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DNA scientists Shared 2015 Nobel Chemistry Prize

The 2015 Nobel Prize for chemistry has been jointly awarded to three scientists for their “mechanistic studies of DNA repair,” the Royal Swedish Academy of Sciences announced Wednesday. Tomas Lindahl, Paul Modrich and Aziz Sancar won for having mapped, at a molecular level, how cells repair damaged DNA and safeguard the genetic information. Their work has provided fundamental knowledge of how a living cell functions and is, for instance, used for the development of new cancer treatments, the academy said.

Tomas Lindahl (left), Aziz Sancar (center) and Paul Modrich (right) shared the 2015 Nobel Prize in chemistry for their mechanistic studies of DNA repair.

Tomas Lindahl (left), Aziz Sancar (center) and Paul Modrich (right) shared the 2015 Nobel Prize in chemistry for their mechanistic studies of DNA repair.

A Swedish scientist Mr. Lindahl is from the Francis Crick Institute. He demonstrated that DNA decays at a rate that ought to have made the development of life on Earth impossible. This insight led him to discover a molecular machinery, base excision repair, which constantly counteracts the collapse of our DNA,” said the Nobel Institute in a statement. Mr. Lindahl is also the 29th Nobel Laureate born in Sweden.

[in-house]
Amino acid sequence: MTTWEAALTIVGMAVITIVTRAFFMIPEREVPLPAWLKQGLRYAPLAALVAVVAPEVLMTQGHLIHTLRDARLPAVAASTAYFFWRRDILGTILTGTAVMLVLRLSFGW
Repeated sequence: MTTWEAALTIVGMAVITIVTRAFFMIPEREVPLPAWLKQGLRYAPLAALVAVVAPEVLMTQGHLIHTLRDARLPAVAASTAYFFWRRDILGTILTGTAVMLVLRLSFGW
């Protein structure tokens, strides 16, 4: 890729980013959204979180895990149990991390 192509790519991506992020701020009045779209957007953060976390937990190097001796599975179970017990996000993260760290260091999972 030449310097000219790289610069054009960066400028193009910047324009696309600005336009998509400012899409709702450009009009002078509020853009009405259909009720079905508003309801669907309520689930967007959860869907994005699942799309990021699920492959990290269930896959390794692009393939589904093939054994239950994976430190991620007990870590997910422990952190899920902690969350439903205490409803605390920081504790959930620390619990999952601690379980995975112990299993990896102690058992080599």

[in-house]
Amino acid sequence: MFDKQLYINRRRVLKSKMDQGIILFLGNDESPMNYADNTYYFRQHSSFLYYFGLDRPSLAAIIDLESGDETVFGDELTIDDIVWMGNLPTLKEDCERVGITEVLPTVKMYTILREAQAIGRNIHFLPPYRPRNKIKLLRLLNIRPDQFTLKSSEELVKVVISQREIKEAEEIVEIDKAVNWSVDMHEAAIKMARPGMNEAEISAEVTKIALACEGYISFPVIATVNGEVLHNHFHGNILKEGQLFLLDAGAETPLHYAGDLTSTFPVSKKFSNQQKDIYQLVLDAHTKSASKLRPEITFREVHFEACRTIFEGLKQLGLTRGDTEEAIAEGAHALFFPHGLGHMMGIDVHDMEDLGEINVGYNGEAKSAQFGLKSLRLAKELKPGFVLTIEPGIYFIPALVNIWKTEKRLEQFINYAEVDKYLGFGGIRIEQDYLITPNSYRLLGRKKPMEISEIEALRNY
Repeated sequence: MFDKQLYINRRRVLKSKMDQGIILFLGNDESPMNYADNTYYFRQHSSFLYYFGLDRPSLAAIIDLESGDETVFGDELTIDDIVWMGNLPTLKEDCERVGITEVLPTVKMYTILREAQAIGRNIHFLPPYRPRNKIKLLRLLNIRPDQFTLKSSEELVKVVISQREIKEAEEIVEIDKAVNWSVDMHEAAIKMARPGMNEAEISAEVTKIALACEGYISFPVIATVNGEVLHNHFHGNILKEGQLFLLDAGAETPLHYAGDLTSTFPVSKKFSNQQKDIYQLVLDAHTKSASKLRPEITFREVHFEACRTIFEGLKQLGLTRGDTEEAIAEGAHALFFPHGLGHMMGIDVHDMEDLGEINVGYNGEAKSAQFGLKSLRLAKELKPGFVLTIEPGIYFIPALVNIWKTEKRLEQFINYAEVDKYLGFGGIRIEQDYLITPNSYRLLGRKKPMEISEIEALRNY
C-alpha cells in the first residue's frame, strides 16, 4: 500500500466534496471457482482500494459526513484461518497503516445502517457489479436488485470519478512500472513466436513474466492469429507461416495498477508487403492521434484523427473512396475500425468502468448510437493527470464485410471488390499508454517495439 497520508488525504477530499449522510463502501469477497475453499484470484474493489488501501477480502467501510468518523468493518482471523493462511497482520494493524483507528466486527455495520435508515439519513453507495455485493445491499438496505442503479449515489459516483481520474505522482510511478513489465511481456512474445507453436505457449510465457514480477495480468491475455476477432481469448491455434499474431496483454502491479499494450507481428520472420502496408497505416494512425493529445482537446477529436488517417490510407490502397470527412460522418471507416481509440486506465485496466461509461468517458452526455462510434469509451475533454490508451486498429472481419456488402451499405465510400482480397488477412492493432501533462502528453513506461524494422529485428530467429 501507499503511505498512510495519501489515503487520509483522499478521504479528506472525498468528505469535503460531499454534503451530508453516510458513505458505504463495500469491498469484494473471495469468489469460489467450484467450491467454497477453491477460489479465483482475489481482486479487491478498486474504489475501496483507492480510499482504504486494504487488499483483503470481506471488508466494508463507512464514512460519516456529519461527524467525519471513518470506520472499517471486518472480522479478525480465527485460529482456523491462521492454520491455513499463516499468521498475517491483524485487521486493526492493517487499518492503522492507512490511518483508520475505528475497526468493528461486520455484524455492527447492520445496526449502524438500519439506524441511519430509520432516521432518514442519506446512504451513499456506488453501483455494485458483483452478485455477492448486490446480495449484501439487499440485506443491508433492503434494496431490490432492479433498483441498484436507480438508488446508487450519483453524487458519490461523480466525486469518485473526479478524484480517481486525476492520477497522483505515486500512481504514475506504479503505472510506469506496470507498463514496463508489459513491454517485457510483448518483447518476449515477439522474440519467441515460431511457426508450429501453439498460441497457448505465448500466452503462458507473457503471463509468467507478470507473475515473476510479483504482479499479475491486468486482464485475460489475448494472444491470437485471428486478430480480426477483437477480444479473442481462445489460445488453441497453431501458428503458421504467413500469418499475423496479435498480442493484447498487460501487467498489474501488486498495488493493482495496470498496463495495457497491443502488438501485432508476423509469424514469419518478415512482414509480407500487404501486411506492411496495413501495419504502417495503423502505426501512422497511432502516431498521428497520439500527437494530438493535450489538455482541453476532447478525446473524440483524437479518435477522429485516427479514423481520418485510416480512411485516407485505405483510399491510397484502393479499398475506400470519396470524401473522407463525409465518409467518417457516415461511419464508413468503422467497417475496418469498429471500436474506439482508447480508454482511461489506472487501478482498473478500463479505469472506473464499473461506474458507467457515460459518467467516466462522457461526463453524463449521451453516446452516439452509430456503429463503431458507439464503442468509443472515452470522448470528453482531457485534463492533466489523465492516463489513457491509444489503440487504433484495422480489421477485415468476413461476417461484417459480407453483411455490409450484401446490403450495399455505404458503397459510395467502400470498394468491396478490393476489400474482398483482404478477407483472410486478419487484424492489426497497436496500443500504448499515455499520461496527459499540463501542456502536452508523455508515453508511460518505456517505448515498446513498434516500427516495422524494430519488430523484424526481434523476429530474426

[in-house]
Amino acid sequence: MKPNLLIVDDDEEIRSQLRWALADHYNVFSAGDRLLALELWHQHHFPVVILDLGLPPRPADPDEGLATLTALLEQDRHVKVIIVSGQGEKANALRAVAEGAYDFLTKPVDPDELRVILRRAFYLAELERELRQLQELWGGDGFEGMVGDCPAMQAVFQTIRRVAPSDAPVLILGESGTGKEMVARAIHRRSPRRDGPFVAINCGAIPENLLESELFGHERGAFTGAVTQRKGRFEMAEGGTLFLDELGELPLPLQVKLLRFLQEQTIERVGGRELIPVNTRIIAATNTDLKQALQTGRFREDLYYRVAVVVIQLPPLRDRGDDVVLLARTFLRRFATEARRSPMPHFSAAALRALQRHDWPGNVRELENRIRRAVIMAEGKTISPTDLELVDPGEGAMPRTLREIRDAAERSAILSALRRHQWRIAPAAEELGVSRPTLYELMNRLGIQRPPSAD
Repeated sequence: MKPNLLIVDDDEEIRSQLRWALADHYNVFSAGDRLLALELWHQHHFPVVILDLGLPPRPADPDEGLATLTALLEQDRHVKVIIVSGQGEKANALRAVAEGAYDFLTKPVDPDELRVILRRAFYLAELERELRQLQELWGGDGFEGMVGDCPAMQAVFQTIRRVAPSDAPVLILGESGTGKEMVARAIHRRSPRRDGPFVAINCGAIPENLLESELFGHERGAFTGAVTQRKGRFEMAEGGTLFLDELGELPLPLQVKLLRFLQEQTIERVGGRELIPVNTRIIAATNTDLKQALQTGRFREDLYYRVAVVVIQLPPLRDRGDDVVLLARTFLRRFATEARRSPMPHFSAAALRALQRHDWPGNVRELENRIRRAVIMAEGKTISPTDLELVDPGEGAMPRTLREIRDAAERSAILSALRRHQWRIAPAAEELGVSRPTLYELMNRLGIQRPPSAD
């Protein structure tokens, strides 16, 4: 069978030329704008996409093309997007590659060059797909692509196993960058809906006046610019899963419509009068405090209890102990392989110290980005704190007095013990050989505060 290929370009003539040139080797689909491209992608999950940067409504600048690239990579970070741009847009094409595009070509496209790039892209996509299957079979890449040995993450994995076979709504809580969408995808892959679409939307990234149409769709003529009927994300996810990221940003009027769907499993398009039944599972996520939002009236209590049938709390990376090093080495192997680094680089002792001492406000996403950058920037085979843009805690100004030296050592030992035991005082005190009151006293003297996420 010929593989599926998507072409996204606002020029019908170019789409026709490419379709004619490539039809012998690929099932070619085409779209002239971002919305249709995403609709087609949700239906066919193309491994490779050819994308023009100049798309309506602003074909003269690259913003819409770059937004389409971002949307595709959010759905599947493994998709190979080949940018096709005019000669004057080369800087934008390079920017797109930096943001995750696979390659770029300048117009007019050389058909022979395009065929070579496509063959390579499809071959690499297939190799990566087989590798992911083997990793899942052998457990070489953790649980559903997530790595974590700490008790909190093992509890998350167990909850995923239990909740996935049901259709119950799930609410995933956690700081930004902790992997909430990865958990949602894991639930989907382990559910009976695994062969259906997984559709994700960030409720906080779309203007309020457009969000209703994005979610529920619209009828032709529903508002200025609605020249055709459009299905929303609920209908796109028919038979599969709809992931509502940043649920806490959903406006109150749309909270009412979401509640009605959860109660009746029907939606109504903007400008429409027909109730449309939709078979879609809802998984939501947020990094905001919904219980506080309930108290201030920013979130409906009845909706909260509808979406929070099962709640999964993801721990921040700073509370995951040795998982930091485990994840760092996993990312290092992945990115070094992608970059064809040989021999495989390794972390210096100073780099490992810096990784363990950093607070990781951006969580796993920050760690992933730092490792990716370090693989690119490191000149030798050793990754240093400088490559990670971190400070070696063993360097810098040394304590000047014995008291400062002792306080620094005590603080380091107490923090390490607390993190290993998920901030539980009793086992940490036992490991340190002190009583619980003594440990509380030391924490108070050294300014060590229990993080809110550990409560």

A Professor of Biochemistry Mr. Modrich is from the Howard Hughes Medical Institute and Duke University School of Medicine. He has demonstrated how the cell corrects errors that occur when DNA is replicated during cell division. This mechanism, mismatch repair, reduces the error frequency during DNA replication by about a thousandfold. Congenital defects in mismatch repair are known, for example, to cause a hereditary variant of colon cancer, added the release.

Turkish Biochemist Mr. Sancar is from the University of North Carolina Chapel Hill, NC, USA. He has mapped nucleotide excision repair, the mechanism that cells use to repair UV damage to DNA. People born with defects in this repair sstem will develop skin cancer if they are exposed to sunlight. The cell also utilises nucleotide excision repair to correct defects caused by mutagenic substances, among other things, said the release.

The winners will share the 8 million Swedish kronor (about $960,000) prize money. Each winner will also get a diploma and a gold medal at the annual award ceremony that will be held in Stockholm, Sweden on December 10, the death anniversary of the prize founder Alfred Nobel.

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